Corinaldo

Add to Bucket ListAdded!

Quick Summary

Location
43°38'57"N
013°02'53"E
Country
 Italy
Categories
  • Uncathegorised
Rating
Take me there!

Description

Corinaldo is a town and comune in the Province of Ancona, within the Marche region of central Italy. It is about 80 kilometres (50 mi) north of Assisi. It is home to well-preserved 14th-century walls, and was the birthplace of Saint Maria Goretti; it is also the site of a Halloween festival held every October. It is a wine country (its Verdicchio is famous). Corinaldo is included in the association "I borghi più belli d'Italia" and in 2007 it was voted "Italy's prettiest village"

Main sights

The walls

The walls of Corinaldo are 912 meters long and considered the most impressive medieval walls in the Marche region. They are the symbol of the city of Corinaldo. However, the current walls are not the original ones. Indeed, as a result of the papal reconquest of the town, the papal army of Innocent VI, led by Galeotto I Malatesta, razed Corinaldo to the ground on August 18, 1360. Only seven years later Pope Urban V granted authorization for the reconstruction. The walls were built with the typical dovetail battlements that they still retain today. Between 1484 and 1490 they were extended towards the south with the Renaissance addition, more linear and characterized by corbels, erected by the famous Sienese military architect Francesco Di Giorgio Martini, until 1490. The imposing walls preserve all the typical elements of the Medieval period such as murder holes, embrasures, loopholes, moats and towers telling the tales of glorious battles of the past. Following the external path of the walls, it is possible to visit 3 of the 4 towers near the castle entrances. The three entrances are: Porta Nova (New Gate), Porta del Mercato (Market Gate), Porta San Giovanni (Saint John's Gate).

The polenta well

Located at the center of La Piaggia (a suggestive staircase of 104 steps) there is a well. The actual well was rebuilt in the 80s in the same place where the original one was, built in the 15th century by the tyrant of Corinaldo, Antonello Accattabriga. The original one was used as aqueduct and destroyed at the end of the 19th century, because it was no longer necessary. The well is linked with a traditional folk story: a long time ago, a man was climbing La Piaggia staircase street with a sack of corn flour on his shoulders. Once he reached the well, he put the sack on the well's edge to catch his breath but unfortunately the sack tumbled down into it. The poor man tried to save it and went down into the well himself. Starting from this point of the story, the oral tradition over time created many different versions of what happened next: the people watching the scene started to say that he was eating polenta in the well, while someone else thought that the polenta needed a few sausages to be more tasteful and others went to the well. This rumor was probably fostered by the military enemies of Corinaldo to discredit the citizens.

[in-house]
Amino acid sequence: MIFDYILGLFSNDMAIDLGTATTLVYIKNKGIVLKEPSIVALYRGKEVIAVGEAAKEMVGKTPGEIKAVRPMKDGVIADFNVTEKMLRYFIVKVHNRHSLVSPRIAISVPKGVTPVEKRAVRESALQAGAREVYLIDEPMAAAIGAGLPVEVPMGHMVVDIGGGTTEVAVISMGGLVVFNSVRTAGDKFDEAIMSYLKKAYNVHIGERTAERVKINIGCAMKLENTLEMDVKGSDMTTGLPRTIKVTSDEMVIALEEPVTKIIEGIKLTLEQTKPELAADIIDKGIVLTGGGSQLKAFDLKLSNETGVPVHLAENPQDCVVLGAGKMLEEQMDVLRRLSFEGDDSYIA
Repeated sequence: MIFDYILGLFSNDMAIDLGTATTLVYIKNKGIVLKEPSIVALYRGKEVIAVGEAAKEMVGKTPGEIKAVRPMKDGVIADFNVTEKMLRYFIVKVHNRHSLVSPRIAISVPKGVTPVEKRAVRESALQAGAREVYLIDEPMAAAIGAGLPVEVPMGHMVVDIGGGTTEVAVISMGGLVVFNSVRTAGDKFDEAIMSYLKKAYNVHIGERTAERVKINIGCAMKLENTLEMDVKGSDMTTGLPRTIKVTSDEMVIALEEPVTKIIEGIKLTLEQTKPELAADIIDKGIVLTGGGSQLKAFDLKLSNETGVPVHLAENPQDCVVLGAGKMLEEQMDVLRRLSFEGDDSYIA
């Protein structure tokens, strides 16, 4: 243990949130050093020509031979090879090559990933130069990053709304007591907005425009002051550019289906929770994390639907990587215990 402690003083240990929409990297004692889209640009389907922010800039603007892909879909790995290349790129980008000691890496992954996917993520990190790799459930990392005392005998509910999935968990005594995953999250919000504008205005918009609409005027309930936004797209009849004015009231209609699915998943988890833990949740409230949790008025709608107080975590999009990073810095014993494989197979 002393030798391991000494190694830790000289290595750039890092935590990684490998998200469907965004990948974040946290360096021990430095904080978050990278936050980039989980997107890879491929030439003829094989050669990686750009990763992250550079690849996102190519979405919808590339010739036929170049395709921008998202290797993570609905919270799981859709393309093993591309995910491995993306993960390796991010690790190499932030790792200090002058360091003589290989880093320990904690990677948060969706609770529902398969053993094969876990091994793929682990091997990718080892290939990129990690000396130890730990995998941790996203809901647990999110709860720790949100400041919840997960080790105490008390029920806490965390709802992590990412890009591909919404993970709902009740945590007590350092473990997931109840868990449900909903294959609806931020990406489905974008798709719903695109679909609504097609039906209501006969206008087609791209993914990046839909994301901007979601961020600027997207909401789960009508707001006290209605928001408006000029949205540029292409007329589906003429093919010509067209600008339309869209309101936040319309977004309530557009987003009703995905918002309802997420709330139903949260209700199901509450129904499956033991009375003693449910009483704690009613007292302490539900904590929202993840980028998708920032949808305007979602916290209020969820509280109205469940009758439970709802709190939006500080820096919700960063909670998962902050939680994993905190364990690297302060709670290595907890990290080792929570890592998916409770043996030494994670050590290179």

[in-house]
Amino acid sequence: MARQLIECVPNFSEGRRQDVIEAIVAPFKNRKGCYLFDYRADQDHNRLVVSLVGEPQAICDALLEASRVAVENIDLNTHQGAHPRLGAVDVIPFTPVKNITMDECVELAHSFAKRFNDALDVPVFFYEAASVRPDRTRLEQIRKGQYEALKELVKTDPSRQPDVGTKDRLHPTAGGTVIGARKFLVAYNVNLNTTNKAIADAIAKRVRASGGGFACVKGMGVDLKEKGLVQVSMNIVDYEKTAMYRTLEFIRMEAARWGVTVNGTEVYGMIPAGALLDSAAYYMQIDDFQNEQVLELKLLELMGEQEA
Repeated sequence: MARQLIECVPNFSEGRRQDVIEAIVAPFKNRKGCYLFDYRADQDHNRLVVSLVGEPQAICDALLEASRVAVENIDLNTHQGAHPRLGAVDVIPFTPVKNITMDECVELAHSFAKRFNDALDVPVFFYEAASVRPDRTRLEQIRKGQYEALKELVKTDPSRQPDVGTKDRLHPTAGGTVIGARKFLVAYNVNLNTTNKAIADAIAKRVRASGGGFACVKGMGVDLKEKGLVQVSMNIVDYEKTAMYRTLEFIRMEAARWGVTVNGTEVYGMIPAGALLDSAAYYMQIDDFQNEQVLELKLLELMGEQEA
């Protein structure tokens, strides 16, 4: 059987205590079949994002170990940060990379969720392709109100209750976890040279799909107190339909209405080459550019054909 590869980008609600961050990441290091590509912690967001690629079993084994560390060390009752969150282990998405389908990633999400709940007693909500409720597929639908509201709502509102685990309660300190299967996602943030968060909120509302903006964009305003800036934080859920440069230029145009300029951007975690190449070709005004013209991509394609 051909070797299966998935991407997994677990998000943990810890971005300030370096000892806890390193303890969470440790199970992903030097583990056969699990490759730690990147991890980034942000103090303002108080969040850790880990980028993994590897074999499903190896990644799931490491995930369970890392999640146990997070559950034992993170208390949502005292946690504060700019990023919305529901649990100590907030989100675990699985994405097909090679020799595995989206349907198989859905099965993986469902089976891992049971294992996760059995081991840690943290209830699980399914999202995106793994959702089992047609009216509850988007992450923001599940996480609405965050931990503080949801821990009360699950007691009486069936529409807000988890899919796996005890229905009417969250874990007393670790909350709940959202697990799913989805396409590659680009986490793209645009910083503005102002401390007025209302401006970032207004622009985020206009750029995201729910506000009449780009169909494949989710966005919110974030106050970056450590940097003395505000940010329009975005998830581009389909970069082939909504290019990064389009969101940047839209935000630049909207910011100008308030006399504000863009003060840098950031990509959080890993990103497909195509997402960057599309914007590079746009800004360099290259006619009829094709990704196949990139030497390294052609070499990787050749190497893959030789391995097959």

Municipal theater

"Carlo Goldoni" Municipal Theater was built between 1861 and 1869 to replace the old and no longer adequate "Teatro del Sol Nascente" (Theater of the Rising Sun), built in the distant years 1736 -1752 on a design by Angelo Birza from Fabriano. The current structure was designed by Alessandro Pasqui of Florence, but the engineers Francesco Fellini and Achille Buffoni also intervened on his project. At the end of the works, the new theater was very spacious and functional. According to Quagliani's design, an ingenious device was also prepared capable of making the stalls mobile, which was lowered on the occasion of theatrical performances and raised to create a single stage with the stage for dance parties and masked balls. After the 2006 restoration it definitively loses all its gadgets, from the elevation of the stalls to the stage machinery. Various characters, companies and musical formations that have taken place over time on the Goldoni stage. Today it hosts residences, musical productions, rich theater seasons, theater reviews for children and amateur companies throughout the year.

The fig cannon

The fig cannon is another popular folk tradition belonging to Corinaldo's citizens: the rivalry between Corinaldo and Montenovo (old name for Ostra Vetere) had been long-standing. Since the citizens of Corinaldo had long desired to win this rivalry, they had an ingenious idea. They used a trunk of fig, and they made a cannon out of this wood, which is very fragile. The day they shot with the cannon, many people crowded onto the city walls to witness the fall of Montenovo. The seven most courageous citizen held the cannon while the commander lit the fuse. There was a tremendous boom and when the smoke faded away, the seven were fallen dead. The commander then exclaimed: "If seven people died here, just imagine how many died in Montenovo!". A reconstruction of the fig cannon can be visited inside the town hall building.

Museums

The town art museum is the Pinacoteca Claudio Ridolfi.

Twin towns

Arcore, Italy Nettuno, Italy San Benedetto dei Marsi, Italy

Notable people

Paolo Spadoni (1764–1826), Italian zoologist and geologist
This dGuide uses material from the Wikipedia,
released under the Creative Commons Attribution-Share-Alike License 3.0.

Rating

Overall Rating
Please comment your rating:

Please log in to rate this dGuide!